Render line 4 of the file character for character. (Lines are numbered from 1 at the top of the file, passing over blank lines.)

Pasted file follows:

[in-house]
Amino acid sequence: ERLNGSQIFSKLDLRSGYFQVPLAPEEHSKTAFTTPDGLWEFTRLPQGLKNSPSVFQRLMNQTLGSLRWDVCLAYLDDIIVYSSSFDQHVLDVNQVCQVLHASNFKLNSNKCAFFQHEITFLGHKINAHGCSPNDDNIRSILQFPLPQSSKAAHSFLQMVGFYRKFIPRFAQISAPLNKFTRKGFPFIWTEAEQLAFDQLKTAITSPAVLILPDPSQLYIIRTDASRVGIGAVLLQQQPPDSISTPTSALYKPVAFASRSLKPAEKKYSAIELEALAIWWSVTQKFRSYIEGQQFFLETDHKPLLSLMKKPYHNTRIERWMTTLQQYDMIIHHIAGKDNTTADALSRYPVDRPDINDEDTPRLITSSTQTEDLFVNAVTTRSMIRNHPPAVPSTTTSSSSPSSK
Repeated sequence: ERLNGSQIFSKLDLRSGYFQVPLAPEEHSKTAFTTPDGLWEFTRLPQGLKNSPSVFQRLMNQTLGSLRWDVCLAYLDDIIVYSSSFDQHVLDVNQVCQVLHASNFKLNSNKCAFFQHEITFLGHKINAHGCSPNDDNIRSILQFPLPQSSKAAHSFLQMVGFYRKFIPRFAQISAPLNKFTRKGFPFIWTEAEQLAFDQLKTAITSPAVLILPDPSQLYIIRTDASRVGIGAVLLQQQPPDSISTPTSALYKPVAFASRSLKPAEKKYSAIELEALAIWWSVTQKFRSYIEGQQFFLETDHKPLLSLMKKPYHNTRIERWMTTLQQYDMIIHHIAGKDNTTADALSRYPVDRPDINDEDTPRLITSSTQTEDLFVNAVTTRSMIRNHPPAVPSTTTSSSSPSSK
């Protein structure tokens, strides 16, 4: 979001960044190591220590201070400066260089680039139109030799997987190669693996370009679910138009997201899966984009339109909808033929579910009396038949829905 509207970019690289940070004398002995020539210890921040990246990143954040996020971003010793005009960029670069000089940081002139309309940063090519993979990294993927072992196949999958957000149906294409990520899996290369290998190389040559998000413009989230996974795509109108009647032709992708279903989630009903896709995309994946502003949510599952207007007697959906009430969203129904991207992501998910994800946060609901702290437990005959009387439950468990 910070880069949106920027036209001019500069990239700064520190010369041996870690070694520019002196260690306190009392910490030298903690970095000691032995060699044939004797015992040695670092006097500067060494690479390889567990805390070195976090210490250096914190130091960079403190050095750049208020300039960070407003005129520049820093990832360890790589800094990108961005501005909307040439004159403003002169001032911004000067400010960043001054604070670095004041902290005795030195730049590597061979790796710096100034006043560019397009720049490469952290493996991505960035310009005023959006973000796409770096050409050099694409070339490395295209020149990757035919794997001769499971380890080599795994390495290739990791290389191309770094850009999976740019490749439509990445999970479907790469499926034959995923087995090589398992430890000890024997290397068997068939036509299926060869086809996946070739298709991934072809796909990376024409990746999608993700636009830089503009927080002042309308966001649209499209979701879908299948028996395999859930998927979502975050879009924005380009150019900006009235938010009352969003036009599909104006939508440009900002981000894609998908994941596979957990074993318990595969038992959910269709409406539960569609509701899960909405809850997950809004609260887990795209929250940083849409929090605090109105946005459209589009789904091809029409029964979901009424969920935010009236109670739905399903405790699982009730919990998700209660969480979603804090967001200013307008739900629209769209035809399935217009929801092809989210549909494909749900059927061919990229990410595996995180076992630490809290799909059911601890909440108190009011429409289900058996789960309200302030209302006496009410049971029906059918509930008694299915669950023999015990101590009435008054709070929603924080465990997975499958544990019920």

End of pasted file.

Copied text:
């Protein structure tokens, strides 16, 4: 979001960044190591220590201070400066260089680039139109030799997987190669693996370009679910138009997201899966984009339109909808033929579910009396038949829905 509207970019690289940070004398002995020539210890921040990246990143954040996020971003010793005009960029670069000089940081002139309309940063090519993979990294993927072992196949999958957000149906294409990520899996290369290998190389040559998000413009989230996974795509109108009647032709992708279903989630009903896709995309994946502003949510599952207007007697959906009430969203129904991207992501998910994800946060609901702290437990005959009387439950468990 910070880069949106920027036209001019500069990239700064520190010369041996870690070694520019002196260690306190009392910490030298903690970095000691032995060699044939004797015992040695670092006097500067060494690479390889567990805390070195976090210490250096914190130091960079403190050095750049208020300039960070407003005129520049820093990832360890790589800094990108961005501005909307040439004159403003002169001032911004000067400010960043001054604070670095004041902290005795030195730049590597061979790796710096100034006043560019397009720049490469952290493996991505960035310009005023959006973000796409770096050409050099694409070339490395295209020149990757035919794997001769499971380890080599795994390495290739990791290389191309770094850009999976740019490749439509990445999970479907790469499926034959995923087995090589398992430890000890024997290397068997068939036509299926060869086809996946070739298709991934072809796909990376024409990746999608993700636009830089503009927080002042309308966001649209499209979701879908299948028996395999859930998927979502975050879009924005380009150019900006009235938010009352969003036009599909104006939508440009900002981000894609998908994941596979957990074993318990595969038992959910269709409406539960569609509701899960909405809850997950809004609260887990795209929250940083849409929090605090109105946005459209589009789904091809029409029964979901009424969920935010009236109670739905399903405790699982009730919990998700209660969480979603804090967001200013307008739900629209769209035809399935217009929801092809989210549909494909749900059927061919990229990410595996995180076992630490809290799909059911601890909440108190009011429409289900058996789960309200302030209302006496009410049971029906059918509930008694299915669950023999015990101590009435008054709070929603924080465990997975499958544990019920």